6. The First Tag

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6. The First Tag
Eighth Grade

“Where were you guys?” Kent asked from the back of the bus. Everyone else shared a seat, but he was too large and sweaty to sit with.

“Where were you?” David asked in return. “We waited for you for like an hour, man.”

“I was way the hell at the water tower, where you said to go.”

I nodded at David. “That’s where he said to go first, you must not have gotten the second note…”

Kent stared down, expression bitter—still angry—but seemingly satisfied with the answer. “Well, what did I miss?”

We exchanged glances; Steven placed a finger over his lips, requesting silence, eyes begging each of us not to include the landlord's son. Only one of us wanted to let Kent in on the game.

Cameron gripped Kent's arm. “We’ve got a new game,” she explained, sealing our communal fates. “David thought it up. He’s It. If he tags you any time during the day, you have to change your life somehow in the next fifteen minutes. Then, after you do, you can tag one of us.”

Kent grunted. The bus rolled to a stop outside the school.

Deep breaths helped me build the mental armor necessary to survive each day. The thick skin of the bullied.

We faced off in the space where the two schools split, with David preparing to go to the high school.

“All right, this is it,” David said.

We watched him hopefully. Who would he tag first? He took a step forward, and placed a hand on Kent’s arm.

“Oh, come on. Really?” Steven asked.

“Remember. Fifteen minutes,” David said, smiling.

Kent glanced about nervously as Steven rolled his eyes. Kent took the opportunity to slam a meaty fist down on the backpack of his smaller, glasses-clad nemesis. Steven gawked at his bag, which hit the ground with a vicious whomp.

“Tag,” Kent said loudly. “You’re It.”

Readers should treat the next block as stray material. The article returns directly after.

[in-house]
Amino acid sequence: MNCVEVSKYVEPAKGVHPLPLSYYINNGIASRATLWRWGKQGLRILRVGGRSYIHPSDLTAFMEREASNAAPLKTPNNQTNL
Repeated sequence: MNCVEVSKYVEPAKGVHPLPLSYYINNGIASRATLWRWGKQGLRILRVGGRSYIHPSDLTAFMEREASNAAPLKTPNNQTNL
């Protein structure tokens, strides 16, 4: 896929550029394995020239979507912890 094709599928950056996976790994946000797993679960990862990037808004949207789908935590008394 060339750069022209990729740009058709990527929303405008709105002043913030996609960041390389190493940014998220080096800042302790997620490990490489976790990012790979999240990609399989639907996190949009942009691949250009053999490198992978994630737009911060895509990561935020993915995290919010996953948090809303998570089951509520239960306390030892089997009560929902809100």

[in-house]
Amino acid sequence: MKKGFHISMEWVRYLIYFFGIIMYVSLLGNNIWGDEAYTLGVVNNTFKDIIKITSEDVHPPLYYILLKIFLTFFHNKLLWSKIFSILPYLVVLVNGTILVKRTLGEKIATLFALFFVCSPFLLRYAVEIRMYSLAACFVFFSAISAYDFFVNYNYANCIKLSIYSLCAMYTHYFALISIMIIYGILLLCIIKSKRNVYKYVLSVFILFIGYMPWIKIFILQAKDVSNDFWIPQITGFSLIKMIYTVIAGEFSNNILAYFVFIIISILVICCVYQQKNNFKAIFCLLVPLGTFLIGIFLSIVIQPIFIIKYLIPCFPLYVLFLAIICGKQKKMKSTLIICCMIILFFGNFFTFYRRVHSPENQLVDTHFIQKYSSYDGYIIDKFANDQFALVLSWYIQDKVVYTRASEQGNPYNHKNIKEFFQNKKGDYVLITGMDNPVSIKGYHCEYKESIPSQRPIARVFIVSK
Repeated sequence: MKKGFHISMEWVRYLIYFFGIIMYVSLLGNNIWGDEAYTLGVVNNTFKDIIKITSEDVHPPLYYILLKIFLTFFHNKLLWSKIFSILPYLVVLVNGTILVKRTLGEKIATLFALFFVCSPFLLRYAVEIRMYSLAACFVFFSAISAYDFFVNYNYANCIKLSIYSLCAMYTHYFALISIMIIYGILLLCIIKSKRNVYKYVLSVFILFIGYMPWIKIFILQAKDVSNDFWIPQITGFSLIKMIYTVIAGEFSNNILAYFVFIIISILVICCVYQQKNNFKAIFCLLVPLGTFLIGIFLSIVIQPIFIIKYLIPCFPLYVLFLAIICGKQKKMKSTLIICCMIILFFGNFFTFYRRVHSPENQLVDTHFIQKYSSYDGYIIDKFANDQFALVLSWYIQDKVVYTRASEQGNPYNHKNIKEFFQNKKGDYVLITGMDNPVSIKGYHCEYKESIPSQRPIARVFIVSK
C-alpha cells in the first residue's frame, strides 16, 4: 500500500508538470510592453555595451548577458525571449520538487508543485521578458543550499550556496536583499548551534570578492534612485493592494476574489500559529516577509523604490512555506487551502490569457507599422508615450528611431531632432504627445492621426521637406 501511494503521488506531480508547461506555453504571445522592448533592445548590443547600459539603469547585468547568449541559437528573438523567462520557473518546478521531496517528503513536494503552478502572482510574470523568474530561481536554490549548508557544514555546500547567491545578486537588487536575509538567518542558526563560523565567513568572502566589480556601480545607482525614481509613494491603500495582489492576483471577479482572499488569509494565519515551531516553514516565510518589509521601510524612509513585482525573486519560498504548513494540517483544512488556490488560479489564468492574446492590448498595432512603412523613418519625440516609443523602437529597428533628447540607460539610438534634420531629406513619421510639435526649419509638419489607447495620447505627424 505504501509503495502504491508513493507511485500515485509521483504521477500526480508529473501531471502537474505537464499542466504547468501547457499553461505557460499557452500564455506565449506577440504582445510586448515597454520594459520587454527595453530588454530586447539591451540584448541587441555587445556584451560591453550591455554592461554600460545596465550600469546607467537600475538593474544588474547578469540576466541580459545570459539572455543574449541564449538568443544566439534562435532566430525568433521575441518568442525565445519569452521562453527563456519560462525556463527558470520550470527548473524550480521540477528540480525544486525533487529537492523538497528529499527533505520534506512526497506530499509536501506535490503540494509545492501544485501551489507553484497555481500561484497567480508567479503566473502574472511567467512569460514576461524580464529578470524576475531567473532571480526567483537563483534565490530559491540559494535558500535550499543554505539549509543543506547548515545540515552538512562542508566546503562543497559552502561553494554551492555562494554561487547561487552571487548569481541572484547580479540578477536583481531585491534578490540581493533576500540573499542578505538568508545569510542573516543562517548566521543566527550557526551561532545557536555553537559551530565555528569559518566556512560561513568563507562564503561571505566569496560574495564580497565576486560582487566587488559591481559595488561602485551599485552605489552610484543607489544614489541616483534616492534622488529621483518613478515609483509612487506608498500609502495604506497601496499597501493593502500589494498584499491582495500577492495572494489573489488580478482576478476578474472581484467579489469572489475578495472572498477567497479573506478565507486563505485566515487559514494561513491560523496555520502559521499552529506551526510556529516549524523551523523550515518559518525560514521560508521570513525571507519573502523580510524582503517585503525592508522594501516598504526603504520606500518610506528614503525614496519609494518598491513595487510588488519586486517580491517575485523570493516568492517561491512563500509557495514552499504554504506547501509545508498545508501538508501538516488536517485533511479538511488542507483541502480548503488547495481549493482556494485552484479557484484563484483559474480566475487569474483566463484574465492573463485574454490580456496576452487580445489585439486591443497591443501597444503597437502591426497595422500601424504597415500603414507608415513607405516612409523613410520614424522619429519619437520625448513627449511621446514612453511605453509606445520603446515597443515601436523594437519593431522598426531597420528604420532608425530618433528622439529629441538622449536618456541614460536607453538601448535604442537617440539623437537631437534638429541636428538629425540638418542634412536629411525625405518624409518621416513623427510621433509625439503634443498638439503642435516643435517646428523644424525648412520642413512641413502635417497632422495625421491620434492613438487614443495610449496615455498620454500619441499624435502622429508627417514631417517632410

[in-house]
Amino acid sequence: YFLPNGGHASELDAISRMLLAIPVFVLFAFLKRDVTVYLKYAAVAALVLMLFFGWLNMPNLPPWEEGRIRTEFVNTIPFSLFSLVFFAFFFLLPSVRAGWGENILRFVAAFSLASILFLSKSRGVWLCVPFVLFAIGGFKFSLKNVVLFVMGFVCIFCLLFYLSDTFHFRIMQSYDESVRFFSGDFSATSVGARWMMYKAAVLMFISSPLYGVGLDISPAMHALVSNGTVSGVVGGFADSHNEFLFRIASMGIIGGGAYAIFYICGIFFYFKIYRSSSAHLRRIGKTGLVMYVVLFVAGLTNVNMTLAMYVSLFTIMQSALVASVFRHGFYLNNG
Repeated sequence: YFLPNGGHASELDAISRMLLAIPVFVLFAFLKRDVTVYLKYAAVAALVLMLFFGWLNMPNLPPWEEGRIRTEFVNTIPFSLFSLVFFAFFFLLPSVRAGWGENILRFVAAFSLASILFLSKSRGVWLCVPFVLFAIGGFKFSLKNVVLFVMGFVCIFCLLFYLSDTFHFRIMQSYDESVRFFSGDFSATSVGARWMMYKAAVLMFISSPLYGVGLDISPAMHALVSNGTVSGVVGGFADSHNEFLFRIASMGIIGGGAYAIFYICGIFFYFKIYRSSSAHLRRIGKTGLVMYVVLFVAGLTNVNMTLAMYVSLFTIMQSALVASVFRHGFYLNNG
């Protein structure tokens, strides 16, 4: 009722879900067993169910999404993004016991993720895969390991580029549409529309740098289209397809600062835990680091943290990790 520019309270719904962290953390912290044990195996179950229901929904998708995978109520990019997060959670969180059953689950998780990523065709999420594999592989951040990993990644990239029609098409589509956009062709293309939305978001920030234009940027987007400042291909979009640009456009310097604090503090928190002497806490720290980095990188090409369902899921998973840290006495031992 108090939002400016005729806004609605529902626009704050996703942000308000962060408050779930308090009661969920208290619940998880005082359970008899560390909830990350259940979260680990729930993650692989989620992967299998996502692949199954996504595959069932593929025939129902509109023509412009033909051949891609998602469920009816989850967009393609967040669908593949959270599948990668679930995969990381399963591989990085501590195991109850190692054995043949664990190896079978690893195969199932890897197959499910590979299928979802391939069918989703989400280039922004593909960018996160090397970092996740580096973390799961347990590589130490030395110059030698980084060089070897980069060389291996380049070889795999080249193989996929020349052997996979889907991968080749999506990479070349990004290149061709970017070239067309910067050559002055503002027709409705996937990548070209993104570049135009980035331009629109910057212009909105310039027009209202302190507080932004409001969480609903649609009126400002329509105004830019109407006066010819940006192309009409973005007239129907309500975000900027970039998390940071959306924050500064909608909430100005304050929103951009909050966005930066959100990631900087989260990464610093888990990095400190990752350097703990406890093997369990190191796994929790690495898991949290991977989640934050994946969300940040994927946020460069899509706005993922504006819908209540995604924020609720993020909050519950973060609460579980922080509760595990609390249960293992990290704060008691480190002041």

Classmates around us froze and watched as Steven stared first at his bag, then at his rival, and finally back down to the ground. As the students began to creak into motion, satisfied the action had resolved, the smaller boy leapt into Kent’s midsection, wrapping arms around the oaf, trying to knock him down.

Teachers on duty had already gone inside to prepare for the first class, so none intervened. I reached for Steven’s wiry little arm, hoping to break them up, but Cameron was faster, tugging at Kent’s waist, trying to keep him from slaughtering Steven.

In seconds, the struggle ended. Both boys stepped away. Steven stalked into the school, flustered. The first bell rang; I dreaded the next forty-five minutes of being chair-bound.

My heart throbbed through the entire class, sore from nervous exertion. I barely heard a word said and couldn’t wait for the next bell—like the start of a boxing match, when we’d all be thrust together again, and Steven would have an opportunity to tag someone.

The blessed ringing came; I grabbed my backpack and raced out the door, then looked up and down the hallway for Steven, at last spotting him exiting a room a few hundred feet from me. I stood a safe distance away, hoping to witness another collision.

Cameron strode toward him with purpose. I couldn’t hear her, but it seemed like she commanded Steven to tag her—because he only nodded meekly and put a hand on her shoulder, mouth opening and closing for an instant in response.

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